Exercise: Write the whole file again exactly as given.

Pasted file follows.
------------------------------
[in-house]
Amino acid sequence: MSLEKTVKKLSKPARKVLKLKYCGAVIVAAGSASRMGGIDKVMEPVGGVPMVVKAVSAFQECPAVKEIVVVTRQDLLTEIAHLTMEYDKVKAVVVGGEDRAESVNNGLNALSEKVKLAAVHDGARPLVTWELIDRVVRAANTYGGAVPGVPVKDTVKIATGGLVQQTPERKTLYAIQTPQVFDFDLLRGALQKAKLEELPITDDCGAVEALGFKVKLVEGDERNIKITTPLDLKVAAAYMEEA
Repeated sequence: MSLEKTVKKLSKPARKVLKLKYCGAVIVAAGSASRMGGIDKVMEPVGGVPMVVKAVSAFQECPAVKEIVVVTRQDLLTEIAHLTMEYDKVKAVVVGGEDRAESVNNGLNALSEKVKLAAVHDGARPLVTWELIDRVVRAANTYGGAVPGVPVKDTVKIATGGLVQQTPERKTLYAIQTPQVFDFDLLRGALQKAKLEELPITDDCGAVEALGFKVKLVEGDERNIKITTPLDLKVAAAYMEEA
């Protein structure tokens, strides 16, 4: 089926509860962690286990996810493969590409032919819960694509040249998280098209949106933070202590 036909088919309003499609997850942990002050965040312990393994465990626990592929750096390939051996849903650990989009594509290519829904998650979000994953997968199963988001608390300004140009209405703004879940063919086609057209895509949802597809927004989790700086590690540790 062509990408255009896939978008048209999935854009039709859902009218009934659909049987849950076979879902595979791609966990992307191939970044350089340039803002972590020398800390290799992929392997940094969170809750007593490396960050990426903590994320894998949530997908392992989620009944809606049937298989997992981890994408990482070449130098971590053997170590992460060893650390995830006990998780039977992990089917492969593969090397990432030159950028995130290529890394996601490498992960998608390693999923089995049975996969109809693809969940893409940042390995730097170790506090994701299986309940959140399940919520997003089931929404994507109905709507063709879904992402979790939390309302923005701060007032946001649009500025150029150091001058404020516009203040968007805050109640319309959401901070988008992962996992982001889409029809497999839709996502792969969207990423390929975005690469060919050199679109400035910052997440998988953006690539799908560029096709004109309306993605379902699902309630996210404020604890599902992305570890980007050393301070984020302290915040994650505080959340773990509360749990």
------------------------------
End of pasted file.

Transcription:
[in-house]
Amino acid sequence: MSLEKTVKKLSKPARKVLKLKYCGAVIVAAGSASRMGGIDKVMEPVGGVPMVVKAVSAFQECPAVKEIVVVTRQDLLTEIAHLTMEYDKVKAVVVGGEDRAESVNNGLNALSEKVKLAAVHDGARPLVTWELIDRVVRAANTYGGAVPGVPVKDTVKIATGGLVQQTPERKTLYAIQTPQVFDFDLLRGALQKAKLEELPITDDCGAVEALGFKVKLVEGDERNIKITTPLDLKVAAAYMEEA
Repeated sequence: MSLEKTVKKLSKPARKVLKLKYCGAVIVAAGSASRMGGIDKVMEPVGGVPMVVKAVSAFQECPAVKEIVVVTRQDLLTEIAHLTMEYDKVKAVVVGGEDRAESVNNGLNALSEKVKLAAVHDGARPLVTWELIDRVVRAANTYGGAVPGVPVKDTVKIATGGLVQQTPERKTLYAIQTPQVFDFDLLRGALQKAKLEELPITDDCGAVEALGFKVKLVEGDERNIKITTPLDLKVAAAYMEEA
């Protein structure tokens, strides 16, 4: 089926509860962690286990996810493969590409032919819960694509040249998280098209949106933070202590 036909088919309003499609997850942990002050965040312990393994465990626990592929750096390939051996849903650990989009594509290519829904998650979000994953997968199963988001608390300004140009209405703004879940063919086609057209895509949802597809927004989790700086590690540790 062509990408255009896939978008048209999935854009039709859902009218009934659909049987849950076979879902595979791609966990992307191939970044350089340039803002972590020398800390290799992929392997940094969170809750007593490396960050990426903590994320894998949530997908392992989620009944809606049937298989997992981890994408990482070449130098971590053997170590992460060893650390995830006990998780039977992990089917492969593969090397990432030159950028995130290529890394996601490498992960998608390693999923089995049975996969109809693809969940893409940042390995730097170790506090994701299986309940959140399940919520997003089931929404994507109905709507063709879904992402979790939390309302923005701060007032946001649009500025150029150091001058404020516009203040968007805050109640319309959401901070988008992962996992982001889409029809497999839709996502792969969207990423390929975005690469060919050199679109400035910052997440998988953006690539799908560029096709004109309306993605379902699902309630996210404020604890599902992305570890980007050393301070984020302290915040994650505080959340773990509360749990």